Wander the streets of Mingora, Qambar and Kalam in Swat and the stamp of the UAE is everywhere, its flag painted huge and proud on school walls alongside the Pakistani flag. Children walking to school bear rucksacks with the UAE flag; last month more than 30,000 school bags were distributed to youngsters in the region.
One of the most visible signs of the Emirates is the gleaming new $12.4m Sheikh Khalifa bin Zayed bridge, a feat of engineering spanning the expansive Swat river and replacing a 40-year-old bridge that was swept away in the floods.
The new bridge was completed in March and an official ceremony will be held next month, with a delegation from the UAE present. The Sheikh Zayed bridge is to follow and run parallel.
The scale of the project is both vast and ambitious - 63 schools, including 41 in Khyber Pakhtunkhwa, seven hospitals, 14 water treatment plants. Saeed Al Kaabi, a UAE-PAP team leader, says officials are on track to complete all the education and water supply initiatives by August.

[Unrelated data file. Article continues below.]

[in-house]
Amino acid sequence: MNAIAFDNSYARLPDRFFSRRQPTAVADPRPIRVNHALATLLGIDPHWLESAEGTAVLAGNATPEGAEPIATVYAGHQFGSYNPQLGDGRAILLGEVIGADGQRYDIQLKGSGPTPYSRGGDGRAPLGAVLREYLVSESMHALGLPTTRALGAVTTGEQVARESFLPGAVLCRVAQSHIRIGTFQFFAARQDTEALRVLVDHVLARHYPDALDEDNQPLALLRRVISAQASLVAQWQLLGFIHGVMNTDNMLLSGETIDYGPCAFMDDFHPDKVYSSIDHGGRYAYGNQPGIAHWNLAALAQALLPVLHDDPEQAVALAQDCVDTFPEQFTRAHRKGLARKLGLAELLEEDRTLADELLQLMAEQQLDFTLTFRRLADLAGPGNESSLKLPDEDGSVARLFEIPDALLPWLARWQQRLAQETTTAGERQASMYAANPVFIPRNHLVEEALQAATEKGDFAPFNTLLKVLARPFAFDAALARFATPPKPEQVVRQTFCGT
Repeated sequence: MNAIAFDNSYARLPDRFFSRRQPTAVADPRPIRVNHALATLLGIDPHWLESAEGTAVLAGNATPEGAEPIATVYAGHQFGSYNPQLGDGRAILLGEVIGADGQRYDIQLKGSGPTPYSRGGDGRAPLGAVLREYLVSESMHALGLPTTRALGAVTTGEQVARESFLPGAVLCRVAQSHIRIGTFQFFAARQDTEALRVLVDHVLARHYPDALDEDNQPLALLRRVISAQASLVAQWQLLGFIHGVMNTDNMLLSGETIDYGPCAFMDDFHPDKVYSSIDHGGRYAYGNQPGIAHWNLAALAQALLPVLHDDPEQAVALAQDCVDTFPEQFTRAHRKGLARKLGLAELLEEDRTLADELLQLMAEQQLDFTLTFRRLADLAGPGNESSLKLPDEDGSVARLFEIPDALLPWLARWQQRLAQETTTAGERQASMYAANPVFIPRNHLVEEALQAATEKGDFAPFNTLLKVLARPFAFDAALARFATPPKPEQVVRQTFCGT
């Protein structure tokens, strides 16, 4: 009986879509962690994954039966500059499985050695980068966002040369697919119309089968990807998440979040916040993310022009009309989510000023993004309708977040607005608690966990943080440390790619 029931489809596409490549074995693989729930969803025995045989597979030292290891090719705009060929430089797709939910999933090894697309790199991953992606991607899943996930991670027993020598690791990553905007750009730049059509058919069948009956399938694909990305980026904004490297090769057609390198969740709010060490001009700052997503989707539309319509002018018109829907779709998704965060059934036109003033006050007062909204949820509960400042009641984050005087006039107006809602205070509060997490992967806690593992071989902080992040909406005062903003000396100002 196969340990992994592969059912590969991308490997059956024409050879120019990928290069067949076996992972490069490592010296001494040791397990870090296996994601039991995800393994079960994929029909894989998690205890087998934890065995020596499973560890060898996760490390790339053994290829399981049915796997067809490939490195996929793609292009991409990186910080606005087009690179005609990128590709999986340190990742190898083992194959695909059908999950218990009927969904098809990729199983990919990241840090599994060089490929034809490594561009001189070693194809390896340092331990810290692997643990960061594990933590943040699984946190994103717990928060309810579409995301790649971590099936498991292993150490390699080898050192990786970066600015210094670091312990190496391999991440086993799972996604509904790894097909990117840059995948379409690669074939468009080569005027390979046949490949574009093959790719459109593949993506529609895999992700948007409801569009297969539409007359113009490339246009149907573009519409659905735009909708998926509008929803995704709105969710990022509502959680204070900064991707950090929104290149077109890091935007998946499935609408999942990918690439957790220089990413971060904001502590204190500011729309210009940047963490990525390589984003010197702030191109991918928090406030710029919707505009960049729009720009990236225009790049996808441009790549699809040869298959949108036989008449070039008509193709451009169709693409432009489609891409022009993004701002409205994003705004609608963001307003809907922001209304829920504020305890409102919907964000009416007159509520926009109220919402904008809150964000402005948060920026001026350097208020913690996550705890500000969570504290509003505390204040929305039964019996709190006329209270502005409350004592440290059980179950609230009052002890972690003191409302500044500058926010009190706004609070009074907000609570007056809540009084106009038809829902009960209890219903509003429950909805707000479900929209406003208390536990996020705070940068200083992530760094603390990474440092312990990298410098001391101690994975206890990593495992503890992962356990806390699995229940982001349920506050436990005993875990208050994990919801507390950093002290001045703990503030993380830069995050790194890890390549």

"It is easy to send money or to build something in Islamabad or one of the big cities," he says. "Swat is a region which is difficult to get to and where it is tricky to make contacts with the locals.
"But our teams have spent a long time on the ground - about 12 days every month or every other month since January 2011 - and now people in that region know all about the UAE and are happy to see us."
His own conceptions about the troubled area have changed too: "I had only read that it was a dangerous place but the people I have met there are more friendly and welcoming than anywhere else in the world. Going back time after time has made a difference. We are part of the community and to see the smiles on children's faces is really rewarding."